News

Wife continues to be “aggrieved person” under Domestic Violence Act even after judicial separation

Murali Krishnan

The Supreme Court of India recently held that a wife can file an application under Section 12 of the Domestic Violence Act, 2005 (Act) even after a judicial separation.

A Division Bench of Dipak Misra and PC Pant JJ. held that a person does not cease to be an “aggrieved person” because of the decree of judicial separation and can claim her stridhan properties even after the same. The Court also held that retention of stridhan by the husband or any other family members is a continuing offence as long as the status of the aggrieved person remains and stridhan remains in the custody of the husband, the wife can always put forth her claim under Section 12 of the 2005 Act.

The case has its origin in an application filed  under Section 12 of the Act by one Krishna Bhatacharjee (Appellant) for getting her Stridhan properties back from her husband. The Appellant and her husband were judicially separated but not divorced.

The Magistrate held that the Appellant’s application was not entertainable as she had ceased to be an “aggrieved person” under Section 2(a) of the 2005 Act and further that the claim as put forth was barred by limitation. Appeals before the Additional Sessions Judge, and the High Court of Tripura were unsuccessful.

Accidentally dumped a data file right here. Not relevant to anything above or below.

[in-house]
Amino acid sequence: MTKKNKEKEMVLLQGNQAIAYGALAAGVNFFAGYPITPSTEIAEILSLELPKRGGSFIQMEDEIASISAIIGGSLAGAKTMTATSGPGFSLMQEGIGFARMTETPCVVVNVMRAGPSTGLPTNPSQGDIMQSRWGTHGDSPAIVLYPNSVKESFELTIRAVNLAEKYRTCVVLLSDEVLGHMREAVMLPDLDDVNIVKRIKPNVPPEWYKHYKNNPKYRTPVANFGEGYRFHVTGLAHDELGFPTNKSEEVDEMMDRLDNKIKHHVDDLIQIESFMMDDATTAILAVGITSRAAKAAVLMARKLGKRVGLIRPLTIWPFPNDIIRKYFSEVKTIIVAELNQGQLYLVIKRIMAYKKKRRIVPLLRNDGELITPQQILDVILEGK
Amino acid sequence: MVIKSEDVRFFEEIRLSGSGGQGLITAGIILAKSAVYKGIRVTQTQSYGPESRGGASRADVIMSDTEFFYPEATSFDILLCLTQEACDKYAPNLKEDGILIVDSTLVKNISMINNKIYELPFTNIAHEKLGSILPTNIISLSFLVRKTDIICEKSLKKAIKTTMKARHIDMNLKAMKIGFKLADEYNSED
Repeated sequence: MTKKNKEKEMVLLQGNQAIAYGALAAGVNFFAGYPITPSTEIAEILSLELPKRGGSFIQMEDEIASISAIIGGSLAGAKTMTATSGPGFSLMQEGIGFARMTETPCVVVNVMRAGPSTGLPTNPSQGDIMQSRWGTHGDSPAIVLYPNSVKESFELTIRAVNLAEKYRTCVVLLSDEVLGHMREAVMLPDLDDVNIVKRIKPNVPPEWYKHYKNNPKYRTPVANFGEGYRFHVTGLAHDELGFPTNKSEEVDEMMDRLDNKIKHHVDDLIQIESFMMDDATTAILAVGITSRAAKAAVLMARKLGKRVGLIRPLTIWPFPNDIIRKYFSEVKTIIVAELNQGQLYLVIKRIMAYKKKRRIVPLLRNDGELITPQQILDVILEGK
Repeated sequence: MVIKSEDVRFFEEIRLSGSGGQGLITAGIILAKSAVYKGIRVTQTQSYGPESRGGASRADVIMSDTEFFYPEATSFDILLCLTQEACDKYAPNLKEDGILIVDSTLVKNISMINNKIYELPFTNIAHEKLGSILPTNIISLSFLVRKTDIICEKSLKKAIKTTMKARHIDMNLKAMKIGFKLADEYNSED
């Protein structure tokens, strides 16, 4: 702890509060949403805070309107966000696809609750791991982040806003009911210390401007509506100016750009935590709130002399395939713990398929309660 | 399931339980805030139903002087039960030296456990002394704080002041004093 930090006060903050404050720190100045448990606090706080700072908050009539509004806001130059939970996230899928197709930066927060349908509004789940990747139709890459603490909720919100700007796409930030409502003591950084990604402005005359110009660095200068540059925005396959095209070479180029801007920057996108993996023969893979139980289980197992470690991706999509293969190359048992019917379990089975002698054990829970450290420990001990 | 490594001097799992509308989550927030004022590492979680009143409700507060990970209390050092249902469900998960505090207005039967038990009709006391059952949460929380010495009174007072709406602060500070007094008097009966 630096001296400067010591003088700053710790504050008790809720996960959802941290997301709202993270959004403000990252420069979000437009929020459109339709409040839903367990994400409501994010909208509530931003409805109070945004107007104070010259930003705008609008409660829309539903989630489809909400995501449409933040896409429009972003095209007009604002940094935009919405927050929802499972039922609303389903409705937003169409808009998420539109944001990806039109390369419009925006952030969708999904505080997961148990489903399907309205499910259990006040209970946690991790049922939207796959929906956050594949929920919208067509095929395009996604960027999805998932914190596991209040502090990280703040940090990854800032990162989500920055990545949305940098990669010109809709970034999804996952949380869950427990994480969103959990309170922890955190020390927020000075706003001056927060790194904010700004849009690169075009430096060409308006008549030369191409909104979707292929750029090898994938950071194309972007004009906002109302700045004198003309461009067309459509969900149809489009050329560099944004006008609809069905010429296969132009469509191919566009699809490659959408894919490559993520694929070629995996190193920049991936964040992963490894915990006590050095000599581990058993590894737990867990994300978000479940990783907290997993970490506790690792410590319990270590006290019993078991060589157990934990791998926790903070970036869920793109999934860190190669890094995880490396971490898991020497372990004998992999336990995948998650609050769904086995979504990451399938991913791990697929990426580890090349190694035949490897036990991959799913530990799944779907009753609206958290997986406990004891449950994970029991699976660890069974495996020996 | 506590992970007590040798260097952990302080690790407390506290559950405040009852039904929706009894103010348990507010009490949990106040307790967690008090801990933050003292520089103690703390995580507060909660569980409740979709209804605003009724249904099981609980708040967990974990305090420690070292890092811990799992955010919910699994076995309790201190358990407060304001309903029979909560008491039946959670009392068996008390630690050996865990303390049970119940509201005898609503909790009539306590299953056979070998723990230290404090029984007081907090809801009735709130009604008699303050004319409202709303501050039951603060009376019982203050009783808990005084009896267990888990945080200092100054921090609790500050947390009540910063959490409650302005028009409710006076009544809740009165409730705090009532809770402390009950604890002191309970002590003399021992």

The most relevant issue considered by the Bench was whether the appellant has ceased to be an “aggrieved person” because of a decree of judicial separation.

Relying on various judgments, the court held that:

..there is a distinction between a decree for divorce and decree of judicial separation; in the former, there is a severance of status and the parties do not remain as husband and wife, whereas in the later, the relationship between husband and wife continues and the legal relationship continues as it has not been snapped. Thus understood, the finding recorded by the courts below which have been concurred by the High Court that the parties having been judicial separated, the appellant wife has ceased to be an “aggrieved person” is wholly unsustainable.”

The Court then proceeded to consider whether the application was barred by limitation or not.

“…we are of the considered opinion that as long as the status of the aggrieved person remains and stridhan remains in the custody of the husband, the wife can always put forth her claim under Section 12 of the 2005 Act. We are disposed to think so as the status between the parties is not severed because of the decree of dissolution of marriage. The concept of “continuing offence” gets attracted from the date of deprivation of stridhan, for neither the husband nor any other family members can have any right over the stridhan and they remain the custodians. For the purpose of the 2005 Act, she can submit an application to the Protection Officer for one or more of the reliefs under the 2005 Act.”

The Court ruled that the application under the Act was not barred by limitation and the courts below as well as the High Court had fallen into a grave error. It, therefore, remitted the matter back to the Magistrate to consider the Section 12 application.

Read the complete judgment below.

Krishna_Bhatacharjee_vs_Sarathi_Choudhury_And_Anr_on_20_November_2015.pdf
Preview
Bar and Bench - Indian Legal news
www.barandbench.com